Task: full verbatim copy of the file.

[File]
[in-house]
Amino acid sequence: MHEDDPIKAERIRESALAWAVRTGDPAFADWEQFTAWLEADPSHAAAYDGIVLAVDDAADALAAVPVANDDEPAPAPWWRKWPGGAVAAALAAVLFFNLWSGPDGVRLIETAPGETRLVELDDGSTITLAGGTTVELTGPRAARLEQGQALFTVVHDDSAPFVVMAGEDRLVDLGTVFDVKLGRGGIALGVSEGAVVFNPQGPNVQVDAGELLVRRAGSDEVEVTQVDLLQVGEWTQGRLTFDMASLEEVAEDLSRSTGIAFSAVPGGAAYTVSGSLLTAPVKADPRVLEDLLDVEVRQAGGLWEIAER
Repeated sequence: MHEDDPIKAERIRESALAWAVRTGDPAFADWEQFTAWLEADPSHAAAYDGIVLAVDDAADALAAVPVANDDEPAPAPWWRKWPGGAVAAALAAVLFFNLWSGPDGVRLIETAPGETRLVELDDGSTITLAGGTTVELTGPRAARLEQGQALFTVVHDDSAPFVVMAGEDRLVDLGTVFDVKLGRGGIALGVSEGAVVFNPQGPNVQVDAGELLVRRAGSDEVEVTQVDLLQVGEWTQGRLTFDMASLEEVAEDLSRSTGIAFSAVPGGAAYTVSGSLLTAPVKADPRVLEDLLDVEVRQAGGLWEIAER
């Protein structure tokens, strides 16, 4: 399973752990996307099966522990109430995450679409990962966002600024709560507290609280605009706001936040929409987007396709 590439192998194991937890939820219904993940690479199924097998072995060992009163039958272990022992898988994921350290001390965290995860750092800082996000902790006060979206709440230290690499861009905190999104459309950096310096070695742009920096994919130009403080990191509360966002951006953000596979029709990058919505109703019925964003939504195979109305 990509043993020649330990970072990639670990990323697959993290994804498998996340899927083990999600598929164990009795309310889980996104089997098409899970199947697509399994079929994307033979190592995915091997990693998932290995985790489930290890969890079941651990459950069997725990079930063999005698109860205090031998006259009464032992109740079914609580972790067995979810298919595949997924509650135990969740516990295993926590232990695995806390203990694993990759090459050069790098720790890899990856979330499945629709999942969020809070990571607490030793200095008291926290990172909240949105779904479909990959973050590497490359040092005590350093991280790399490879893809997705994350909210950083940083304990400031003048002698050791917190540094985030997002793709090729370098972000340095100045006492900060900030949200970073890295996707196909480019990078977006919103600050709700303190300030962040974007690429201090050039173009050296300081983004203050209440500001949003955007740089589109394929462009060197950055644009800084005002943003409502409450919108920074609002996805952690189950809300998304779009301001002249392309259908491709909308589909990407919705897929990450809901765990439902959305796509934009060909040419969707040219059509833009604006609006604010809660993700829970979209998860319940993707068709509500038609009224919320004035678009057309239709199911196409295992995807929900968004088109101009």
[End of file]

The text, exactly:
[in-house]
Amino acid sequence: MHEDDPIKAERIRESALAWAVRTGDPAFADWEQFTAWLEADPSHAAAYDGIVLAVDDAADALAAVPVANDDEPAPAPWWRKWPGGAVAAALAAVLFFNLWSGPDGVRLIETAPGETRLVELDDGSTITLAGGTTVELTGPRAARLEQGQALFTVVHDDSAPFVVMAGEDRLVDLGTVFDVKLGRGGIALGVSEGAVVFNPQGPNVQVDAGELLVRRAGSDEVEVTQVDLLQVGEWTQGRLTFDMASLEEVAEDLSRSTGIAFSAVPGGAAYTVSGSLLTAPVKADPRVLEDLLDVEVRQAGGLWEIAER
Repeated sequence: MHEDDPIKAERIRESALAWAVRTGDPAFADWEQFTAWLEADPSHAAAYDGIVLAVDDAADALAAVPVANDDEPAPAPWWRKWPGGAVAAALAAVLFFNLWSGPDGVRLIETAPGETRLVELDDGSTITLAGGTTVELTGPRAARLEQGQALFTVVHDDSAPFVVMAGEDRLVDLGTVFDVKLGRGGIALGVSEGAVVFNPQGPNVQVDAGELLVRRAGSDEVEVTQVDLLQVGEWTQGRLTFDMASLEEVAEDLSRSTGIAFSAVPGGAAYTVSGSLLTAPVKADPRVLEDLLDVEVRQAGGLWEIAER
């Protein structure tokens, strides 16, 4: 399973752990996307099966522990109430995450679409990962966002600024709560507290609280605009706001936040929409987007396709 590439192998194991937890939820219904993940690479199924097998072995060992009163039958272990022992898988994921350290001390965290995860750092800082996000902790006060979206709440230290690499861009905190999104459309950096310096070695742009920096994919130009403080990191509360966002951006953000596979029709990058919505109703019925964003939504195979109305 990509043993020649330990970072990639670990990323697959993290994804498998996340899927083990999600598929164990009795309310889980996104089997098409899970199947697509399994079929994307033979190592995915091997990693998932290995985790489930290890969890079941651990459950069997725990079930063999005698109860205090031998006259009464032992109740079914609580972790067995979810298919595949997924509650135990969740516990295993926590232990695995806390203990694993990759090459050069790098720790890899990856979330499945629709999942969020809070990571607490030793200095008291926290990172909240949105779904479909990959973050590497490359040092005590350093991280790399490879893809997705994350909210950083940083304990400031003048002698050791917190540094985030997002793709090729370098972000340095100045006492900060900030949200970073890295996707196909480019990078977006919103600050709700303190300030962040974007690429201090050039173009050296300081983004203050209440500001949003955007740089589109394929462009060197950055644009800084005002943003409502409450919108920074609002996805952690189950809300998304779009301001002249392309259908491709909308589909990407919705897929990450809901765990439902959305796509934009060909040419969707040219059509833009604006609006604010809660993700829970979209998860319940993707068709509500038609009224919320004035678009057309239709199911196409295992995807929900968004088109101009």